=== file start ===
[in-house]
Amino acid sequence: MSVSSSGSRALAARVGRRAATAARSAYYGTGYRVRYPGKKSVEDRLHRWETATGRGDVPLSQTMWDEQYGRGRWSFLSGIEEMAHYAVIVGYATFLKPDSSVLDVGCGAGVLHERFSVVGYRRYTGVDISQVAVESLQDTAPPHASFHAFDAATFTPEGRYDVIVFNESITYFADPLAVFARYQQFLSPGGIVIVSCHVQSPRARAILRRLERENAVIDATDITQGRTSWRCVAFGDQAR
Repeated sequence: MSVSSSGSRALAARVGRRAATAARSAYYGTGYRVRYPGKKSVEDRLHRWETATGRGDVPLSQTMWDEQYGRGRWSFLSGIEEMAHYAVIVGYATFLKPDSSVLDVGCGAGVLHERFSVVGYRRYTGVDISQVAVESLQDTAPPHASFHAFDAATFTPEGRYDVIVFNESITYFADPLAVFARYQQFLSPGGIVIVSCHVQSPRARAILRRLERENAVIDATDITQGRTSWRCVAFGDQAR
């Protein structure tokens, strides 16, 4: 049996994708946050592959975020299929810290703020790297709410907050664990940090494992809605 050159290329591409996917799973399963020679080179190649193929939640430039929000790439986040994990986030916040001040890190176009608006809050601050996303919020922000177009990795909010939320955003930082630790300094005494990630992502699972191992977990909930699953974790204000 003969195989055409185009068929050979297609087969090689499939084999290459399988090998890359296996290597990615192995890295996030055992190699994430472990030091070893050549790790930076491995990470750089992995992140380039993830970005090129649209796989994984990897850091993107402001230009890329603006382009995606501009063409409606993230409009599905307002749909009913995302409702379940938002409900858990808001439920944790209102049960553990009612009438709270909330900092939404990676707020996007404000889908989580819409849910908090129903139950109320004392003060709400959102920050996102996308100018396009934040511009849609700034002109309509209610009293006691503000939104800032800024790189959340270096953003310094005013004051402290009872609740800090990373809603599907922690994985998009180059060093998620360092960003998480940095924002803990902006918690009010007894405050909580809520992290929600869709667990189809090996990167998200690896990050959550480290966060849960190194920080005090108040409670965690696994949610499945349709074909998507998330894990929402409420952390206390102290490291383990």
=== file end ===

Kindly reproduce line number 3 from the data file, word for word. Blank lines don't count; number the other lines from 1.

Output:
Repeated sequence: MSVSSSGSRALAARVGRRAATAARSAYYGTGYRVRYPGKKSVEDRLHRWETATGRGDVPLSQTMWDEQYGRGRWSFLSGIEEMAHYAVIVGYATFLKPDSSVLDVGCGAGVLHERFSVVGYRRYTGVDISQVAVESLQDTAPPHASFHAFDAATFTPEGRYDVIVFNESITYFADPLAVFARYQQFLSPGGIVIVSCHVQSPRARAILRRLERENAVIDATDITQGRTSWRCVAFGDQAR